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DATE SUBMITTED: 05/28/04

SHORT TITLE: USFWS Notice of Availability of the Draft Karst Survey Guidance and Scientific Permit Requirements for Conducting Presence/Absence Surveys for Endangered Karst Invertebrates in Central Texas

SUBMITTED TO: U.S. Fish and Wildlife Service (USFW)

OFFICE PREPARING: Policy and Regulations

STAFF CONTACT: Mary Ambrose

SUMMARY OF COMMENTS:

The TCEQ's document was not designed to identify endangered species habitat (which is beyond the jurisdiction of the TCEQ), it was designed to facilitate compliance with our Edwards Aquifer Protection Program to protect water quality by providing guidance on how to identify sensitive karst features where a potential for hydraulic interconnectedness between the surface and the aquifer exists and where rapid infiltration of water to the subsurface may occur. While the karst features identified using this guidance may be of aid in identifying endangered species, that was not its intended purpose. The TCEQ may change our document at anytime to meet our regulatory needs and we will not maintain or distribute older versions of forms or guidance once it has been updated. The information regarding how to obtain the TCEQ's guidance and forms contained in the draft document needs to be more specific and indicate the regional office as the point of contact to answer questions on the Edwards Aquifer Program. The USFWS document is inaccurate in it's discussion of how an individual can determine when a TCEQ approved water pollution abatement plan (WPAP) is needed to conduct certain activities as part of the presence/absence surveys. Currently, the USFWS document inaccurately indicates that blasting does not need a WPAP, but the use of a backhoe does. Our rules state that clearing, excavation, or any other activities that alter or disturb the topographic, geologic, or existing recharge characteristics of a site would be considered a regulated activity under the TCEQ Edwards Aquifer Program.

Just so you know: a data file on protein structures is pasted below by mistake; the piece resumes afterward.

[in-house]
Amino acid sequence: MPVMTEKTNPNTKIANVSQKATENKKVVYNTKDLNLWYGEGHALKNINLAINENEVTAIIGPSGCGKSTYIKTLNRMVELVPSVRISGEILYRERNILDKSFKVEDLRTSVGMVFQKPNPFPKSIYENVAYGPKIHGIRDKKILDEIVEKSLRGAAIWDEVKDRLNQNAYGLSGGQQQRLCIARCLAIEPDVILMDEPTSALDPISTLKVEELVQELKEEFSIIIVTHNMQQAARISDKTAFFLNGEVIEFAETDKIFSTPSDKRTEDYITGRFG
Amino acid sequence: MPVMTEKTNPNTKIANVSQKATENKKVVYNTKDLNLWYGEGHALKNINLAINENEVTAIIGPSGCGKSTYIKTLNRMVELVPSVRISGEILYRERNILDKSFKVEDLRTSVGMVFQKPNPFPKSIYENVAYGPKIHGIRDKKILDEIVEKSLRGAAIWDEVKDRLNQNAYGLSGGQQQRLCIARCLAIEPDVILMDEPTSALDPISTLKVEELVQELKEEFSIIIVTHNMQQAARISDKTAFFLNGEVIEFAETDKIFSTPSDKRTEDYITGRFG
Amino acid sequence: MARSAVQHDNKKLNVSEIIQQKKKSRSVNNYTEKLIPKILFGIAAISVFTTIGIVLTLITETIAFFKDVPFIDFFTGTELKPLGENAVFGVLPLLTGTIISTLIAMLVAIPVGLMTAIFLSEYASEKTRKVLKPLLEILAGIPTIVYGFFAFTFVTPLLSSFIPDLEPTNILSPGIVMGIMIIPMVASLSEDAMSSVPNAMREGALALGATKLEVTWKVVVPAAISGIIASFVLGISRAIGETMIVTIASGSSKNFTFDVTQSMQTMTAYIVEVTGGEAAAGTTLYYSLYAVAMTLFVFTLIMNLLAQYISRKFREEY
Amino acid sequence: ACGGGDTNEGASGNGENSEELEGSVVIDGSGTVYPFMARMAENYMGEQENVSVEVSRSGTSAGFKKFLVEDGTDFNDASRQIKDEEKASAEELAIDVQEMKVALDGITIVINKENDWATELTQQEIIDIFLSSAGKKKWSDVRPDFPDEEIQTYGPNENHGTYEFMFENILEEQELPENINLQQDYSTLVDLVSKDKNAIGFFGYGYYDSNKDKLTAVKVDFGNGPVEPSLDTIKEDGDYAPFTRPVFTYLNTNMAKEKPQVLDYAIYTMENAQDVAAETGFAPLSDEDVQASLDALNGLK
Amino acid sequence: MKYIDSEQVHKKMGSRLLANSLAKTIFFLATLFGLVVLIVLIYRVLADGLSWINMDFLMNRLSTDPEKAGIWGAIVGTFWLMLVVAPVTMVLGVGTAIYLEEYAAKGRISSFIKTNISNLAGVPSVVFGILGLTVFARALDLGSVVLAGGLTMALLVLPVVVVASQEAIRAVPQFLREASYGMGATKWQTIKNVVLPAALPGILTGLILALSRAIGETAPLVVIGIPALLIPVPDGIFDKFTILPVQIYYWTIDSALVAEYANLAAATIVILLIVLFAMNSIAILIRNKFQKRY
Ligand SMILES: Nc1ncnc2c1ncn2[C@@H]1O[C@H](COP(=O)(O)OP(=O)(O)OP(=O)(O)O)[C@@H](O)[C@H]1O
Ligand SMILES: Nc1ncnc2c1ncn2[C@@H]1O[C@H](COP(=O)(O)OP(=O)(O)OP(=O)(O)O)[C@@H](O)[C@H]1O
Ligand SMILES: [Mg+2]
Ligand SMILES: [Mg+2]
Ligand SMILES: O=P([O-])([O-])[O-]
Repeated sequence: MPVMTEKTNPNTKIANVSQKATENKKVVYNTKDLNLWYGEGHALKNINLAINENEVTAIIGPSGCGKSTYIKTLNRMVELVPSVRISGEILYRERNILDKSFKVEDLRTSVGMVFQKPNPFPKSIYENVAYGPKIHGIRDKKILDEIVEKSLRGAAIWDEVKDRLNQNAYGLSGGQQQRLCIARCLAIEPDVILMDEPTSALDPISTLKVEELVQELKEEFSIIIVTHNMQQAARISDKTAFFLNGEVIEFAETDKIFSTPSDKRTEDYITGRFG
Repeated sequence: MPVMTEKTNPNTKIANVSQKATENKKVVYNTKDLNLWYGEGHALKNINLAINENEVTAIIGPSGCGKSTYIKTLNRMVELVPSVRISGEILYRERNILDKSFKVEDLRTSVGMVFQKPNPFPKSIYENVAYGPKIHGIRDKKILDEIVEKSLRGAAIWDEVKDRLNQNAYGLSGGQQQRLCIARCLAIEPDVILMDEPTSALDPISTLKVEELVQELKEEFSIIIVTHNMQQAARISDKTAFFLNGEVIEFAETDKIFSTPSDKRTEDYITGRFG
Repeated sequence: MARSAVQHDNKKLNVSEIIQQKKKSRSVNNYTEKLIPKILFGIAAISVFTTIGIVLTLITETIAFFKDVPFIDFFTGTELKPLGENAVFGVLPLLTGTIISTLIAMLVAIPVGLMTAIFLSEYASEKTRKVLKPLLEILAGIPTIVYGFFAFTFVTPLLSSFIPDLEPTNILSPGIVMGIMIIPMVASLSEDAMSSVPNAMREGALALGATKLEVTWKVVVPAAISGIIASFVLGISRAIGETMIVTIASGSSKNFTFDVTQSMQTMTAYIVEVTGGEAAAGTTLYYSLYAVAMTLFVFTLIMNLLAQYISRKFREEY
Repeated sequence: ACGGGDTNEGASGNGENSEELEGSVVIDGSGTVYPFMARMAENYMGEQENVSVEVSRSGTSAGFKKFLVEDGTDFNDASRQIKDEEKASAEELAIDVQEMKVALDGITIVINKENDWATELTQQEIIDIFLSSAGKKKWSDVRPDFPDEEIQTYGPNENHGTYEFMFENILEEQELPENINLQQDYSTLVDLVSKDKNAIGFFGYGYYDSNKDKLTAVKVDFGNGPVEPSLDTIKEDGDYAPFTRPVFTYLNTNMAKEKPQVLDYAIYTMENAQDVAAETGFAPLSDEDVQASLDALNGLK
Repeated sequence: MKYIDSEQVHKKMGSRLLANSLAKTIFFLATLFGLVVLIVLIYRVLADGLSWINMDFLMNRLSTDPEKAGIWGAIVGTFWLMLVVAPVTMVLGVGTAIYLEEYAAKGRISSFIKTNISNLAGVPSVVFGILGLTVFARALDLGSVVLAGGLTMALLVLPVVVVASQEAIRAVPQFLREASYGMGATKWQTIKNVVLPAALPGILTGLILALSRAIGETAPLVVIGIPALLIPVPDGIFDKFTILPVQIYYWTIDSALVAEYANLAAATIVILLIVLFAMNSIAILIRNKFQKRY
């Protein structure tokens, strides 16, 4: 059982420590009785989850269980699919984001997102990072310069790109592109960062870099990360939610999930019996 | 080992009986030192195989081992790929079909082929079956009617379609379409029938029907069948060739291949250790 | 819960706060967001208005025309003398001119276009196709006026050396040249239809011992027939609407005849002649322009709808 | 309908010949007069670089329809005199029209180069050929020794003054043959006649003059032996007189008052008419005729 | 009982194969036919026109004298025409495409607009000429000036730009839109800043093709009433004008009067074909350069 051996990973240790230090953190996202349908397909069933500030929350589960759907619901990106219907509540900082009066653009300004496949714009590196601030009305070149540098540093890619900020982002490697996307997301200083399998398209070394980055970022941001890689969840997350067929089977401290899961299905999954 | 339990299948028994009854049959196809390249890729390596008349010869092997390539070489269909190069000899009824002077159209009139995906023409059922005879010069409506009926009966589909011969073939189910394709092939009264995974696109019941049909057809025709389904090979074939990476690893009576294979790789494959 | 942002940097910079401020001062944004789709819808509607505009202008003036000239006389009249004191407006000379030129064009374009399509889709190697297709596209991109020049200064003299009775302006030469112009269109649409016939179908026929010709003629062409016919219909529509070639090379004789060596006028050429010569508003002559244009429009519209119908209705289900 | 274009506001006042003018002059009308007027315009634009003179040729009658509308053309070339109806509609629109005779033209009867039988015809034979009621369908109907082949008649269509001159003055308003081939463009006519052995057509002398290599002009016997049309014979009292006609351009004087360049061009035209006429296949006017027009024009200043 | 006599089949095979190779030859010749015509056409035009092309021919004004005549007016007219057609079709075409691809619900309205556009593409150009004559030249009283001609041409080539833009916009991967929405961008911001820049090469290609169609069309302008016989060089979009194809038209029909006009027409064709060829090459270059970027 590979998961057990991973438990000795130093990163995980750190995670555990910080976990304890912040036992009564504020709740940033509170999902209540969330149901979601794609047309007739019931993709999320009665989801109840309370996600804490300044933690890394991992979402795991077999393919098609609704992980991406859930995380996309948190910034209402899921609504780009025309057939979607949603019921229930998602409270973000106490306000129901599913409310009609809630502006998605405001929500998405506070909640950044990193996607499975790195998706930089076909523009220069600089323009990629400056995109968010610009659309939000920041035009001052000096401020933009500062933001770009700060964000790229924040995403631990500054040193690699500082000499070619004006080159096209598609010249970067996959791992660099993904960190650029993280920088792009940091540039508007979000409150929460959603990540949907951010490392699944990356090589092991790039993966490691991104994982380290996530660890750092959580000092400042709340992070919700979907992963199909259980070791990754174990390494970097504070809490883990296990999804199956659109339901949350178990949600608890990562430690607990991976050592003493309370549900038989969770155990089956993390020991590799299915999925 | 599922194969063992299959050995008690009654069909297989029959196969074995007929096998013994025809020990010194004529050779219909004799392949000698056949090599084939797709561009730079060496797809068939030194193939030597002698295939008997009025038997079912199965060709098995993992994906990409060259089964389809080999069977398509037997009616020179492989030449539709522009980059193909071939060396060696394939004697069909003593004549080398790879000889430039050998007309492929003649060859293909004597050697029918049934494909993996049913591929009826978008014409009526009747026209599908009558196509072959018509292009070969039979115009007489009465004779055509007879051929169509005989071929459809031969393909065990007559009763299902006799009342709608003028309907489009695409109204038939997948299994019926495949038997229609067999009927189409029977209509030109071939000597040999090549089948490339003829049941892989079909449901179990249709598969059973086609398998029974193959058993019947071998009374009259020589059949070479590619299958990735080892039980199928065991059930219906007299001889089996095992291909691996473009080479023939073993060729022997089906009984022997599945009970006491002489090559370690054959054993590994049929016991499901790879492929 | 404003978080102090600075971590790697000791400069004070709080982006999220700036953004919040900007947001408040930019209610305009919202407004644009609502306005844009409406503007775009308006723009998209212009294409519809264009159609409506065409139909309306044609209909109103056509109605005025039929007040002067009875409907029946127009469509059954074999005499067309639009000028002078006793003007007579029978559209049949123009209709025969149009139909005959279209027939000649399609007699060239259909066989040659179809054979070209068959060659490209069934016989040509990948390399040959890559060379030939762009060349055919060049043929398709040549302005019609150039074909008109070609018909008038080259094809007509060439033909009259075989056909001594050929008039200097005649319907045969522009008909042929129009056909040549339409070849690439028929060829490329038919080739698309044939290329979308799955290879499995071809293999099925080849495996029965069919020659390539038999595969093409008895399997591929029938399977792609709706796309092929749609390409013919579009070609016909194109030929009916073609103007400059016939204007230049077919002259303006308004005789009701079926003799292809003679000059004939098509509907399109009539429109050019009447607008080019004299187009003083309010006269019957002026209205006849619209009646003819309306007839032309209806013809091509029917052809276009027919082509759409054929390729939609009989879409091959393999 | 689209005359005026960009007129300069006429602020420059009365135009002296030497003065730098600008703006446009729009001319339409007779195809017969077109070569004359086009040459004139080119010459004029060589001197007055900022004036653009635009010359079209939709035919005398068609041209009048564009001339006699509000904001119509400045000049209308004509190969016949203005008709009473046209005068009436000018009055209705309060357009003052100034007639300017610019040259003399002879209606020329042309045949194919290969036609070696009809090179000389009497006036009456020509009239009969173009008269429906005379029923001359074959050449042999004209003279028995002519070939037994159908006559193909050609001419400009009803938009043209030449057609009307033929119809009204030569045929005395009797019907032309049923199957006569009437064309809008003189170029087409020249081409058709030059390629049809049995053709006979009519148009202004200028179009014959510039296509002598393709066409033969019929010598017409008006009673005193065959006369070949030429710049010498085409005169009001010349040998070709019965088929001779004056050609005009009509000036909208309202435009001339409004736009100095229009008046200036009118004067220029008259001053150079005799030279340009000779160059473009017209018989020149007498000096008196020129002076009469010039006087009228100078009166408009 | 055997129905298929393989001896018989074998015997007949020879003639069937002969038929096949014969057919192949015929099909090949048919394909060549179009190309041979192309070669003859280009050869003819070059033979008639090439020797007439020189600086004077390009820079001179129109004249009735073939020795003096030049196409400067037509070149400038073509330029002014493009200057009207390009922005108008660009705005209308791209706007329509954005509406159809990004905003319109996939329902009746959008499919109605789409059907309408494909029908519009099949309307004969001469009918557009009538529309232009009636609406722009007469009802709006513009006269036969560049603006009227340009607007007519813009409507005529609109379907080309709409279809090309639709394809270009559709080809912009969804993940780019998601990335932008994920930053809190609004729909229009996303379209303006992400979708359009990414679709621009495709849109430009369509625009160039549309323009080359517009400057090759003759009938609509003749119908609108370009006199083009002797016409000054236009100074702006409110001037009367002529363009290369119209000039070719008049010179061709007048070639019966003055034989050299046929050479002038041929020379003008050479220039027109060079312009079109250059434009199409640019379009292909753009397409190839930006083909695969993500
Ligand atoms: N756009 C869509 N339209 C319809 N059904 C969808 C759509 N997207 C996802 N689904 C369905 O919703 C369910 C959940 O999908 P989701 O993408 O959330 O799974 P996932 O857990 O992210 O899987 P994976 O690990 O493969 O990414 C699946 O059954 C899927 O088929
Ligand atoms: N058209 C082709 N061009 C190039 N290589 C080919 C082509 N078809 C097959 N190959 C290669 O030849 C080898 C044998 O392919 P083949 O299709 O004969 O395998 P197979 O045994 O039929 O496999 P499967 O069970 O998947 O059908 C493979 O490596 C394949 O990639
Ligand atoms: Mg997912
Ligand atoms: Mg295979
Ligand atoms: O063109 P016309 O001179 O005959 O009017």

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DATE SUBMITTED: 03/17/04

SHORT TITLE: Use of Composted Material for Erosion and Sediment Control

SUBMITTED TO: Texas Department of Transportation (TXDOT)

OFFICE PREPARING: Policy and Regulations

STAFF CONTACT: Clyde Bohmfalk

SUMMARY OF COMMENTS:

The letter provides clarification that compost use should be consistent with TXDOT specifications and that use of compost is restricted in the Edwards Aquifer region. It also includes references to several web sites and guidance documents for further information.

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DATE SUBMITTED: 01/20/04

SHORT TITLE: Stage 2 Disinfection Byproducts Rule

SUBMITTED TO: Environmental Protection Agency (EPA)

OFFICE PREPARING: Water Supply

STAFF CONTACT: Tony Bennett

SUMMARY OF COMMENTS:

Comments on this EPA proposed Rule Package cover these subjects: Early implementation of the initial distribution system evaluation; Health risks of disinfection byproducts (haloacetic acids and trihalomethanes); Occurrence of disinfection byproducts within distribution systems; Compliance at public water systems that purchase and re-distribute treated water (consecutive systems); Population-based monitoring requirements for disinfection byproducts; and Significant excursions in the concentration of disinfection byproducts.

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DATE SUBMITTED: 01/09/04

SHORT TITLE: Long Term 2 Enhanced Surface Water Treatment Rule

SUBMITTED TO: Environmental Protection Agency (EPA)

OFFICE PREPARING: Water Supply

STAFF CONTACT: Tony Bennett

SUMMARY OF COMMENTS:

Comments on this EPA proposed Rule Package cover these subjects: Early implementation of the rule; Raw water monitoring for cryptosporidium and e. coli; Bin classification based on raw water sampling results; Seasonal monitoring; Reclaimed water monitoring; Treatment credits for various treatment techniques and pretreatment practices; Inconsistency with existing EPA backed treatment goals.